The Shreveport sounding at 1800 UTC (Fig. 10) shows strong southwesterly (30–40 kt) uniform flow within the ABL. The upper-tropospheric flow was westerly at 60–70 kt. The VAD time series analysis from the KSHV radar starting 1900 UTC for every 30 min is also shown. The ABL had strong southwesterly flow from 0.6 to 3 km AGL, with shear values at the 0–3- and 0–6-km layers of 4 × 10−3 s−1. The strongest shear was about 1 × 10−2 s−1. Like the 1200 UTC Fort Worth sounding (Fig. 5), the environment between 850 and 700 mb was significantly dry. The sounding also indicated very low convective available potential energy (CAPE < 200 J kg−1) and high convective inhibition (CIN > 250 J kg−1). The existence of clouds from 0.8 km (0.6 km beneath the ABL top) is also suggested. Figure 11 shows an inversion layer above 1.4 km where virtual potential temperature θυ increases sharply. Using an average θυ (304.2 K) within the stable layer, and a θυ variation (7 K) across the layer yields an average N of 2.8 × 10−2 s−1. Waves can be trapped under these conditions where a strong deep stable layer exists above a weakly stable atmosphere. The impacts of ambient stratification on the density current structure, evolution, and propagation have been investigated through theory, laboratory experiments, observations, and numerical models (e.g., Benjamin 1968; Droegemeier and Wilhelmson 1987; Simpson 1997; Xu 1992; Xu and Moncrieff 1994; Liu and Moncrieff 1996; Xue et al. 1997; Moncrieff and Liu 1999). Liu and Moncrieff (2000), using a two-dimensional nonhydrostatic model, investigated how stratification strength and its distribution regulated the behavior of density currents by employing different sets of N. As the sounding suggested (Fig. 10), the ABL ahead of the approaching CF was shallow and neutral. A deep, stable atmospheric layer above the ABL existed (Figs. 10 and 11). A study done by Liu and Moncrieff (2000) showed a multihead structure, with several wavelike disturbances propagating upstream of the leading edge of the density current under intermediate and strong low-level stratification (N = 12 × 10−3 s−1 and 18 × 10−3 s−1) for “nocturnal conditions” (Figs. 5 and 6 in Liu and Moncrieff 2000). For the strongest stratification case, leading multiple solitary-wave-like structures propagated faster and decoupled the density current head. The strong stratification above the ABL acts like an obstacle, generating gravity waves that reach far ahead of the density current, and to higher altitudes. The neutral condition within the ABL, and a deep, upper-level stratification (N = 28 × 10−3 s−1) for the case investigated in this study, verifies that the gravity wave excitation was a consequence of the interaction between the CF and the ambient air. Based on the profile of N (Fig. 11), calculations suggest a high-frequency period of 5 min for waves forming at the ABL top. Based on KSHV data, wavelengths of the gravity waves were about 10–15 km.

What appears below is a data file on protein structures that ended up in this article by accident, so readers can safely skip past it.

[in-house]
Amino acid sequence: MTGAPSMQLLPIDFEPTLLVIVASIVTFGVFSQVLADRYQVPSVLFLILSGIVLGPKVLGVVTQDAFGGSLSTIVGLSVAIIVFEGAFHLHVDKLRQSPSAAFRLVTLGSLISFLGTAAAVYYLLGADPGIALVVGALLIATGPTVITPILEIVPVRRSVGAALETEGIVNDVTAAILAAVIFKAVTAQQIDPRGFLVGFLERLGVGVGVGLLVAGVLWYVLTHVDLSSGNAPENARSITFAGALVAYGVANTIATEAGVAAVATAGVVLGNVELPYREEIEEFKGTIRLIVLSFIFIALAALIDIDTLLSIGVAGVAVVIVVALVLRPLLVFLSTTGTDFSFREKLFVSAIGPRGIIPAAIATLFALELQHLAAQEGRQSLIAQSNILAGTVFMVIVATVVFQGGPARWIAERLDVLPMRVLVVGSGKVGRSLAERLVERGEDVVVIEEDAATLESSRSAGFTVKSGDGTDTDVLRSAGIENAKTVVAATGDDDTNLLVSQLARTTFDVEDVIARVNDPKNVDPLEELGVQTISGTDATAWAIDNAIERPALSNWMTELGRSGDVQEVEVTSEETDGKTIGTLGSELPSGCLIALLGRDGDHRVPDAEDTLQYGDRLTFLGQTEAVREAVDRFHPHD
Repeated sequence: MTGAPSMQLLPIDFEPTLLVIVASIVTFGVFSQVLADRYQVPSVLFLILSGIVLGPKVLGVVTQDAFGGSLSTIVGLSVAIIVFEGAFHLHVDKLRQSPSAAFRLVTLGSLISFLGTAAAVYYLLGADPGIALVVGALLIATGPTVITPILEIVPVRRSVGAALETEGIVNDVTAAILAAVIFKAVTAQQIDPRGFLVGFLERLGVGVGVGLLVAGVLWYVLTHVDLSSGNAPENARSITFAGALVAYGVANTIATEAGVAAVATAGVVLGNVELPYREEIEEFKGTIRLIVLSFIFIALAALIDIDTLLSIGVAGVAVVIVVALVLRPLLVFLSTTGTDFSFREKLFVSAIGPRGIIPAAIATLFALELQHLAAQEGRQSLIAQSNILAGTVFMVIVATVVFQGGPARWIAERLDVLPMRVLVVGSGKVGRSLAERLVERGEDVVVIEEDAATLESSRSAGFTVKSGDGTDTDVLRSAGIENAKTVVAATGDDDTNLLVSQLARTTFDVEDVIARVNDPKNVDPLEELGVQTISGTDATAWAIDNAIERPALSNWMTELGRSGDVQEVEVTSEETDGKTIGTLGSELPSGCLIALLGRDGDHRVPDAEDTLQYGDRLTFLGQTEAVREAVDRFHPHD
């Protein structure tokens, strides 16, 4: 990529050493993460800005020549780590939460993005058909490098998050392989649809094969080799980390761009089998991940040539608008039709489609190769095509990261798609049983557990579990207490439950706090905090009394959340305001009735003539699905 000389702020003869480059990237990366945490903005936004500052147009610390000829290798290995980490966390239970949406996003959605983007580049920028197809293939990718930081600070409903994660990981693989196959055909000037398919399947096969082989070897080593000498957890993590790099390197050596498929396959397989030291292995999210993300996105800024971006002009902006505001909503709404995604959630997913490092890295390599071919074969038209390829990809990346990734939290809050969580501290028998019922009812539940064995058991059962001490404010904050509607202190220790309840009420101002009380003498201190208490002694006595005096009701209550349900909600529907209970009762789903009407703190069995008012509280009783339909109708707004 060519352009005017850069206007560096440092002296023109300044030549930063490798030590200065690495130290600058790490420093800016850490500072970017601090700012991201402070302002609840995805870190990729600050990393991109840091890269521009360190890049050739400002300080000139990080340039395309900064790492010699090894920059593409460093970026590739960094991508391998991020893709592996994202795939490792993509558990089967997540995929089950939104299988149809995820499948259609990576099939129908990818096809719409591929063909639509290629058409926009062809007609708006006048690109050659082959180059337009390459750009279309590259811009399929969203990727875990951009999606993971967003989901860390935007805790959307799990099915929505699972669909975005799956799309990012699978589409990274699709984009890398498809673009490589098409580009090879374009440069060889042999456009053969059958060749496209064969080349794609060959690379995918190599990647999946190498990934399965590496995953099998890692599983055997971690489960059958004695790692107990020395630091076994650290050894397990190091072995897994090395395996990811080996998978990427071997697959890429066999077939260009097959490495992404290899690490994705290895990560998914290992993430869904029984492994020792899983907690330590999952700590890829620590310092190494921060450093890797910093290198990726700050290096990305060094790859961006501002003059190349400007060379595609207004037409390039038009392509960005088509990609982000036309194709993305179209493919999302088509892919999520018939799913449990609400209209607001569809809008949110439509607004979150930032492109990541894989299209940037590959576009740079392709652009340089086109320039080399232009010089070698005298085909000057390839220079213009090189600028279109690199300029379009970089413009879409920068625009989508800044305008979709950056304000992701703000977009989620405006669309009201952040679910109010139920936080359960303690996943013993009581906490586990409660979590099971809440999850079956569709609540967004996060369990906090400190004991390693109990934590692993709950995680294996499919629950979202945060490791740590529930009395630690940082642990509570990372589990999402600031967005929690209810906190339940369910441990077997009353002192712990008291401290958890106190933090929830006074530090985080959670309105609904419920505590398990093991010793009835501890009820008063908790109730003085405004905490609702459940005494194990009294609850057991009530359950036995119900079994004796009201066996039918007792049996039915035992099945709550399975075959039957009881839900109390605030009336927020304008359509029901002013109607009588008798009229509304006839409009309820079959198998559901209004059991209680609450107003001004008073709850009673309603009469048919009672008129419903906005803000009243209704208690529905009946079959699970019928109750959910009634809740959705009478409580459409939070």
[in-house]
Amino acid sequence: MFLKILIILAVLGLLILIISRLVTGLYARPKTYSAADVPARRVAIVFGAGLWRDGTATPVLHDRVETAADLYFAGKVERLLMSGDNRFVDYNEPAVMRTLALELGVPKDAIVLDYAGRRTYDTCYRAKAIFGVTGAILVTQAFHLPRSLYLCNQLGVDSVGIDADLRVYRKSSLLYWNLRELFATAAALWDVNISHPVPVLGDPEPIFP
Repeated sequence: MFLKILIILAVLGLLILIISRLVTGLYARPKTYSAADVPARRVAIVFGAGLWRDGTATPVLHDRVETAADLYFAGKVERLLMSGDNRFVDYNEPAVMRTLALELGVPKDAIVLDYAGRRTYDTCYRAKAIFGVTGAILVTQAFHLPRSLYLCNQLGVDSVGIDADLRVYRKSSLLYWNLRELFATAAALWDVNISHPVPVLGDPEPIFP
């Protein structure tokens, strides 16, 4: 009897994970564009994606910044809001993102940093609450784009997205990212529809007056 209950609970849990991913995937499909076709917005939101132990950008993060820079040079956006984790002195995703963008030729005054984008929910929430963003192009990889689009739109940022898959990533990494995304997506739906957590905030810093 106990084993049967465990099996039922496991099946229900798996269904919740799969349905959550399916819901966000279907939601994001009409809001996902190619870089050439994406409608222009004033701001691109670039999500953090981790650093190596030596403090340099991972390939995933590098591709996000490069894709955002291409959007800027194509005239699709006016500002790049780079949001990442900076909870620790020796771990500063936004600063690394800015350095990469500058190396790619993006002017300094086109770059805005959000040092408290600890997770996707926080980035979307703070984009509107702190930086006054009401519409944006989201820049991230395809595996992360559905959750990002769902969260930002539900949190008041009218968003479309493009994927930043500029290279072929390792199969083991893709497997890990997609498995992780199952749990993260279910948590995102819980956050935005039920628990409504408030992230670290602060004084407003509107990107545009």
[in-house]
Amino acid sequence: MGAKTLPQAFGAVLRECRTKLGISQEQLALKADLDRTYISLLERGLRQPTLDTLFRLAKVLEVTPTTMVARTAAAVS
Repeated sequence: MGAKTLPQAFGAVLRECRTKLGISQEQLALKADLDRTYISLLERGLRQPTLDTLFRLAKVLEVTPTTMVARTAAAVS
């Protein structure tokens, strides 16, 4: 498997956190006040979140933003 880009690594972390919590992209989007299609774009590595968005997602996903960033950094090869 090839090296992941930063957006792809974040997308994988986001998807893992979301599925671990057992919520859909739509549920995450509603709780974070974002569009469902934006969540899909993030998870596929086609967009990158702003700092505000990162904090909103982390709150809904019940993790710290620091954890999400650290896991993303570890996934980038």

The CF at 2000 UTC (Fig. 12) is accompanied with a relatively clear zone 60–80 km to its east. Behind the CF, another clear (cloud-free region) zone is also evident. Surface observations indicate reductions of about 3°C in T and 6°C in Td between the cold air of the CF and the air within the band of the stratocumulus region ahead of the CF. This stratocumulus cloud shield will later become the region of intense convection. The variations of T and Td are even greater in the southern portion of the CF. The flow below the stratus cloud region was northerly, like the flow behind the CF. Ahead of this cloudy region, southerly surface winds bring moisture and warmer temperatures to the region. Figure 12 also depicts the location of the gravity wave disturbances with bands of dotted line over northwestern Louisiana and south Arkansas. Relative maximum values of Z observed by the KSHV radar were used to determine the locations. As shown earlier, the sounding at 1800 UTC indicates the existence of clouds beneath the ABL top. Figure 12 verifies a stratocumulus cloud shield ahead of the CF, extending from the southern coast of Texas into southern Arkansas. The KSHV Z field at 2200 UTC indicates that the convection occurred within this stratocumulus region (Fig. 9b).
The Shreveport sounding was modified by lifting a part of the layer believed to be affected by the AB passage (Fig. 13). As discussed earlier, an AB occupied the layer between 1.2 and 2.4 km. This layer corresponds to 875–763 mb (∼1219–2377 m AGL layer). Two 50-mb layers (875–825 and 825–775 mb) were averaged and the layer was lifted. Figure 13 shows the AB’s impact on the thermodynamic environment based on the modified sounding. A deep moist layer exists to 800 mb, capped by a strong inversion. There is still significant dry and stable layer above that level. The most unstable CAPE increases from 200 to 1241 J kg−1 while the CIN decreases to 130 J kg−1. Recall that the layer was only lifted 50 mb (∼500 m) while the AB was 112 mb deep. The passage of the AB was strong enough to bring ABL air parcels to the LFC.
This sequence of events manifested itself as low-level convergence ahead of the CF. The kinematics can be detected by WSR-88D radars and assimilated to improve model prediction of squall-line events. Model diagnostics of kinematics based on the assimilation of Doppler radial winds are discussed in the next subsection.